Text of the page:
An exceptional ink, wash and graphite portrait of a gentleman by Henri-Joseph Hesse ( ), dating from circa 1820, the time of the Bourbon restoration in France.
Active as a draughtsman, painter and lithographer, but perhaps best known as a miniaturist, Henri-Joseph Hesse was a pupil of Jacques-Louis David and the painter and miniaturist Jean-Baptise Isabey. He exhibited intermittently at the Salons between 1808 and 1833, making his debut with a painting of A Young Woman Watching a Sleeping Child. At the Salon of 1810 he showed portraits and a number of miniatures, and won a second-class medal. Hesse travelled to Germany in 1815, but was back in Paris by the following year. Hesse became known in particular for his miniatures, although he also gained some important commissions for official portraits, notably one of the Duchesse de Berri, which was exhibited at the Salon of 1819. He won another medal at the last Salon in which he took part, in 1833. Hesse also produced a number of lithographic portraits. Works by Henri-Joseph Hesse are today in the collections of the Versailles Castle, the Muse Cond in Chantilly, the Fondation Custodia (Frits Lugt Collection) and the Louvre in Paris, as well as the Morgan Library and Museum i New York, the Museo Lzaro Galdiano in Madrid and the Museum Briner und Kern in Winterthur. (Credit to Stephen Ongpin Fine Art for much of the biographical information on the artist).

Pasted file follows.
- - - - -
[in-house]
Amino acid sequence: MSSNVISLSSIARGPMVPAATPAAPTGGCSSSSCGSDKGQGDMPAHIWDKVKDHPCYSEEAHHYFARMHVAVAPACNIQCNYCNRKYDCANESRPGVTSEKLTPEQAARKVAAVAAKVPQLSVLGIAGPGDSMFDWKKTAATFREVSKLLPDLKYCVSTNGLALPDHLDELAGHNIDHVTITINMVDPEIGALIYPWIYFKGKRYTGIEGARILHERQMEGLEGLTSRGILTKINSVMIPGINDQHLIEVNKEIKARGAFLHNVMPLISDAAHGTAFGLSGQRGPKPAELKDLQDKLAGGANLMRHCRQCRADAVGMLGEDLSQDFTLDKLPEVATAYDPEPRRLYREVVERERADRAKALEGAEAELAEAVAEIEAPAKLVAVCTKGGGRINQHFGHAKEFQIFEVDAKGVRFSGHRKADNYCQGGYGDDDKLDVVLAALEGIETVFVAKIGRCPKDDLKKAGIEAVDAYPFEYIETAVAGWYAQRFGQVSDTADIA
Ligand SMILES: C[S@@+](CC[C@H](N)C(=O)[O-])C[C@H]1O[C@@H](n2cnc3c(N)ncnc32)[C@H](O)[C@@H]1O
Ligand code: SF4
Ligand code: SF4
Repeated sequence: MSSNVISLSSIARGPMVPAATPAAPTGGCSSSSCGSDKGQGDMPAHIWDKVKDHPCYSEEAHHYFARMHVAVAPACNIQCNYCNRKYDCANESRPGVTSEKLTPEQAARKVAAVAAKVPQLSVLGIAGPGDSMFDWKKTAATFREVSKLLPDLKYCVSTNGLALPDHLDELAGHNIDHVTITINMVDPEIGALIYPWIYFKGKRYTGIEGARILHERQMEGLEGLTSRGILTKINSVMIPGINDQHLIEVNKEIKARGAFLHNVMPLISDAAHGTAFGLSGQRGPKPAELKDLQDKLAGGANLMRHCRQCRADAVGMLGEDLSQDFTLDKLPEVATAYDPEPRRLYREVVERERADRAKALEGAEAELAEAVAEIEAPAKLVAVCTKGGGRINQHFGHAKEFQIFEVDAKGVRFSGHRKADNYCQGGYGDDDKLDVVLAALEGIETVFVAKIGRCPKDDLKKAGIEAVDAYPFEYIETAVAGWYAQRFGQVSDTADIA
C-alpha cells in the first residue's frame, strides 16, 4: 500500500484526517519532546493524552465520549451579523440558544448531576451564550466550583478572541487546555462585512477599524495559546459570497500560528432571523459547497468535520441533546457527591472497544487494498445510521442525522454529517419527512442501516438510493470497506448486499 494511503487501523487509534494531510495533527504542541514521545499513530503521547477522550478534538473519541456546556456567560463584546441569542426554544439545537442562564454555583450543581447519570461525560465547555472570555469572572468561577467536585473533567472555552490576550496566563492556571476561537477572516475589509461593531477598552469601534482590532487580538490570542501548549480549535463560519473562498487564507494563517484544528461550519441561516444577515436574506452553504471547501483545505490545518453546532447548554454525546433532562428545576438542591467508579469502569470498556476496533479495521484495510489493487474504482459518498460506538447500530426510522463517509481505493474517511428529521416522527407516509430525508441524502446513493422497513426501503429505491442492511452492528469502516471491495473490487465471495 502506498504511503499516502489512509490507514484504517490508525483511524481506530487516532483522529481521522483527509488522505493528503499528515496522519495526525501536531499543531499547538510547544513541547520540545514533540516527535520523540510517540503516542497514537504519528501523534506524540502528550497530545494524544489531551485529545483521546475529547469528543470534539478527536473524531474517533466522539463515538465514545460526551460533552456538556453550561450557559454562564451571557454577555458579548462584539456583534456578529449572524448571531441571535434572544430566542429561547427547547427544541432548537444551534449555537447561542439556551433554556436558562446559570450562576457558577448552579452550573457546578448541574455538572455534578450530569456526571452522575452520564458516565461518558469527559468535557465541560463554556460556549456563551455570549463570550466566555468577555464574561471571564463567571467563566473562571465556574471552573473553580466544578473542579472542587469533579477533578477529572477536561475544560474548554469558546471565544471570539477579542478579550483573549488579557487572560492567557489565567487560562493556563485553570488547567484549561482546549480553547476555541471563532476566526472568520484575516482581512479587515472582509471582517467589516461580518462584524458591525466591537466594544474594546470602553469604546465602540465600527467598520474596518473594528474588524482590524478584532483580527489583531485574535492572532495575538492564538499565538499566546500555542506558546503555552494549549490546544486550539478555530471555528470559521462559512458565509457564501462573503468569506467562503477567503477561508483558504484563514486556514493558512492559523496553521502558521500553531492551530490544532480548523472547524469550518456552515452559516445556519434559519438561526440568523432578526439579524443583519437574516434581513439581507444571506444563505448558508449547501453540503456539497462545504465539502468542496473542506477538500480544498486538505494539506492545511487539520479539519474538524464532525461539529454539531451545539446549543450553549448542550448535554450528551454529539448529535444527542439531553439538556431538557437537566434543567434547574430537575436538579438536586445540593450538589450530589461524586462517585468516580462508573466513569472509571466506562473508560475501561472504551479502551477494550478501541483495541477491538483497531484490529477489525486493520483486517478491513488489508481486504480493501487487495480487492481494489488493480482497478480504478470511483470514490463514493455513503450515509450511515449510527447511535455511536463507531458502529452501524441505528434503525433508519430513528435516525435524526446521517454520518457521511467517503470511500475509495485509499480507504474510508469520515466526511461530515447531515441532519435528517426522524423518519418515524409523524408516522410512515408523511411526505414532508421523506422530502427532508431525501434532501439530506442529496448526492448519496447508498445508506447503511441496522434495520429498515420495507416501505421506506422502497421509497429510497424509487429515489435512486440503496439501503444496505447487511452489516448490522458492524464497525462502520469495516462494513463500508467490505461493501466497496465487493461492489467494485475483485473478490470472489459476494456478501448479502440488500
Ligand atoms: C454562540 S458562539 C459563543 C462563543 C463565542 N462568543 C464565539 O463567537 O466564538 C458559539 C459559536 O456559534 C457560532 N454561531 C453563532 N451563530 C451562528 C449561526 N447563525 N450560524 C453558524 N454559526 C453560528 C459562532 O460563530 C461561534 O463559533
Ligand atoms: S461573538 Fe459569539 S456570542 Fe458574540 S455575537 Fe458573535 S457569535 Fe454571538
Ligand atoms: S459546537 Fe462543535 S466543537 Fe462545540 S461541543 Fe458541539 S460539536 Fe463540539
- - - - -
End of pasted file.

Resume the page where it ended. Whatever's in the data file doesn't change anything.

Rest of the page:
Ink and wash and graphite on toned paper in oval shape, measuring 24 x 18 cm. It is executed in a style very typical for Hesse, with the clothing painted in wash and the face kept in graphite, giving the work an interesting and unusual intensity.
Toning, light wear, minor losses to the paper under the mount. The drawing is signed and dared indistinctly 1823 (?) to the centre left. It may be a preparatory study for a lithograph. The overall framed size is 35 x 30 cm.
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